Stratospheric temperature measurements are made from the Stratospheric Sounding Unit (SSU) instruments, which are three-channel infrared (IR) radiometers. Since this measures infrared emission from carbon dioxide, the atmospheric opacity is higher and hence the temperature is measured at a higher altitude (stratosphere) than microwave measurements.
Since 1979 the Stratospheric sounding units (SSUs) on the NOAA operational satellites have provided near global stratospheric temperature data above the lower stratosphere. The SSU is a far-infrared spectrometer employing a pressure modulation technique to make measurement in three channels in the 15 μm carbon dioxide absorption band. The three channels use the same frequency but different carbon dioxide cell pressure, the corresponding weighting functions peaks at 29 km for channel 1, 37 km for channel 2 and 45 km for channel 3.[clarification needed]
The process of deriving trends from SSUs measurement has proved particularly difficult because of satellite drift, inter-calibration between different satellites with scant overlap and gas leaks in the instrument carbon dioxide pressure cells. Furthermore since the radiances measured by SSUs are due to emission by carbon dioxide the weighting functions move to higher altitudes as the carbon dioxide concentration in the stratosphere increase. Mid to upper stratosphere temperatures shows a strong negative trend interspersed by transient volcanic warming after the explosive volcanic eruptions of El Chichón and Mount Pinatubo, little temperature trend has been observed since 1995. The greatest cooling occurred in the tropical stratosphere consistent with enhanced Brewer-Dobson circulation under greenhouse gas concentrations increase.[non-primary source needed]
Lower stratospheric cooling is mainly caused by the effects of ozone depletion with a possible contribution from increased stratospheric water vapor and greenhouse gases increase. There has been a decline in stratospheric temperatures, interspersed by warmings related to volcanic eruptions. Global Warming theory suggests that the stratosphere should cool while the troposphere warms.
The long term cooling in the lower stratosphere occurred in two downward steps in temperature both after the transient warming related to explosive volcanic eruptions of El Chichón and Mount Pinatubo, this behavior of the global stratospheric temperature has been attributed to global ozone concentration variation in the two years following volcanic eruptions.
Since 1996 the trend is slightly positive due to ozone recovery juxtaposed to a cooling trend of 0.1K/decade that is consistent with the predicted impact of increased greenhouse gases.
The table below shows the stratospheric temperature trend from the SSU measurements in the three different bands, where negative trend indicated cooling.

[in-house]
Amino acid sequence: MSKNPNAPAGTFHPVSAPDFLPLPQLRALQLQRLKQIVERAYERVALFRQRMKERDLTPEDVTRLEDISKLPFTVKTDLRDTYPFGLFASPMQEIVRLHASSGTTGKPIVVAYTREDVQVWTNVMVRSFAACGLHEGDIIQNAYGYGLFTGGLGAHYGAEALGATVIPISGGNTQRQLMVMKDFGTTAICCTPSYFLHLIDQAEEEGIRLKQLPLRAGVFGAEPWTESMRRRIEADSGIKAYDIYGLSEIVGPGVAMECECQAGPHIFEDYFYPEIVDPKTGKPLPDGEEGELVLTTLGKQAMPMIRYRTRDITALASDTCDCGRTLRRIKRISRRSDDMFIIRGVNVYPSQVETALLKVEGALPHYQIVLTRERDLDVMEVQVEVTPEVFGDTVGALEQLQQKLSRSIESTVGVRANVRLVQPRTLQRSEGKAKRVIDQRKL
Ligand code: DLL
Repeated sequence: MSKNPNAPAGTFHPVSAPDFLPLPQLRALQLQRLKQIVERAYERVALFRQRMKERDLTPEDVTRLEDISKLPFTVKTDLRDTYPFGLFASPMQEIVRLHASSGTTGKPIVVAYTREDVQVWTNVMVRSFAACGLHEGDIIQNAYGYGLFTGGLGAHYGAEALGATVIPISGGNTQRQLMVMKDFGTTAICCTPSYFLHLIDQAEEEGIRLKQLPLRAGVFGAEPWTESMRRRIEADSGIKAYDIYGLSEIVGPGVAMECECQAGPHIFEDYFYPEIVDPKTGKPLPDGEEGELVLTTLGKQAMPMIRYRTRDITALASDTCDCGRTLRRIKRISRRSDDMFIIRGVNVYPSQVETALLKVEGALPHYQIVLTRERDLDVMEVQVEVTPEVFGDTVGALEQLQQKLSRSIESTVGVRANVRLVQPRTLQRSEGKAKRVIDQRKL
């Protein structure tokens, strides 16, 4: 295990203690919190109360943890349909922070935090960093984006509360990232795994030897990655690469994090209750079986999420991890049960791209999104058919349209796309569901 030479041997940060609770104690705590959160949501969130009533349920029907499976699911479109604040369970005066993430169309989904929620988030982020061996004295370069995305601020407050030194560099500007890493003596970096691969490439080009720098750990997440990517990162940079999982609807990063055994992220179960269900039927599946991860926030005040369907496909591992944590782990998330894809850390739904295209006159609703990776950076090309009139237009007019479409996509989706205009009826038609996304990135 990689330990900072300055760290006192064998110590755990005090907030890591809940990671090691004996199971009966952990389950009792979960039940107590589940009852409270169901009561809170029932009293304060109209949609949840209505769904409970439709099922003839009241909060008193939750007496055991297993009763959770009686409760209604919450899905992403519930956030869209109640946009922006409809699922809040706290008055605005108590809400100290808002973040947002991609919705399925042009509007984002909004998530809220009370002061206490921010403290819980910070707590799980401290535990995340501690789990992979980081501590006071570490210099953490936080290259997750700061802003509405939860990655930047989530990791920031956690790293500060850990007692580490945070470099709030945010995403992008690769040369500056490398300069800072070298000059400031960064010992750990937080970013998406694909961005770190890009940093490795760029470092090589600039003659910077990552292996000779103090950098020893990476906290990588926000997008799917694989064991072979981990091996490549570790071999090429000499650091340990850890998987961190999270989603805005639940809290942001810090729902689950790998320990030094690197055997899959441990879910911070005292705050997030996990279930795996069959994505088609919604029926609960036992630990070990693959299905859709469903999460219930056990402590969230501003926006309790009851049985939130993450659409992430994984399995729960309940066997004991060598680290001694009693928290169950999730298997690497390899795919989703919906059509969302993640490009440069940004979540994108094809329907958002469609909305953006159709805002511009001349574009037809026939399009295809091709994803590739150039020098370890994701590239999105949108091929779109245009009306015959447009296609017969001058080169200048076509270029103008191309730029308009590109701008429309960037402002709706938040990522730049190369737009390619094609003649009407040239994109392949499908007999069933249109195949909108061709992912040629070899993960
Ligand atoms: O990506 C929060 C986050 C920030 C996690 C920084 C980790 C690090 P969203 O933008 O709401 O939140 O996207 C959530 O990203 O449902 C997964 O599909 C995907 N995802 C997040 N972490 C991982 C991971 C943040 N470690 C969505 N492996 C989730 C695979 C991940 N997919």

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Main article: Microwave Sounding Unit temperature measurements
From 1979 to 2005 the microwave sounding units (MSUs) and since 1998 the Advanced Microwave Sounding Units on NOAA polar orbiting weather satellites have measured the intensity of upwelling microwave radiation from atmospheric oxygen. The intensity is proportional to the temperature of broad vertical layers of the atmosphere. Upwelling radiance is measured at different frequencies; these different frequency bands sample a different weighted range of the atmosphere.
Figure 3 (right) shows the atmospheric levels sampled by different wavelength reconstructions from the satellite measurements, where TLS, TTS, and TTT represent three different wavelengths.
A different technique is used by the Aura spacecraft, the Microwave Limb Sounder, which measure microwave emission horizontally, rather than aiming at the nadir.
Temperature measurements are also made by occultation of GPS signals. This technique measures the refraction of the radio signals from GPS satellites by the Earth's atmosphere, thus allowing vertical temperature and moisture profiles to be measured.
Planetary science missions also make temperature measurements on other planets and moons of the solar system, using both infrared techniques (typical of orbiter and flyby missions of planets with solid surfaces) and microwave techniques (more often used for planets with atmospheres). Infrared temperature measurement instruments used in planetary missions include surface temperature measurements taken by the Thermal Emission Spectrometer (TES) instrument on Mars Global Surveyor and the Diviner instrument on the Lunar Reconnaissance Orbiter; and atmospheric temperature measurements taken by the composite infrared spectrometer instrument on the NASA Cassini spacecraft.
Microwave atmospheric temperature measurement instruments include the Microwave Radiometer on the Juno mission to Jupiter.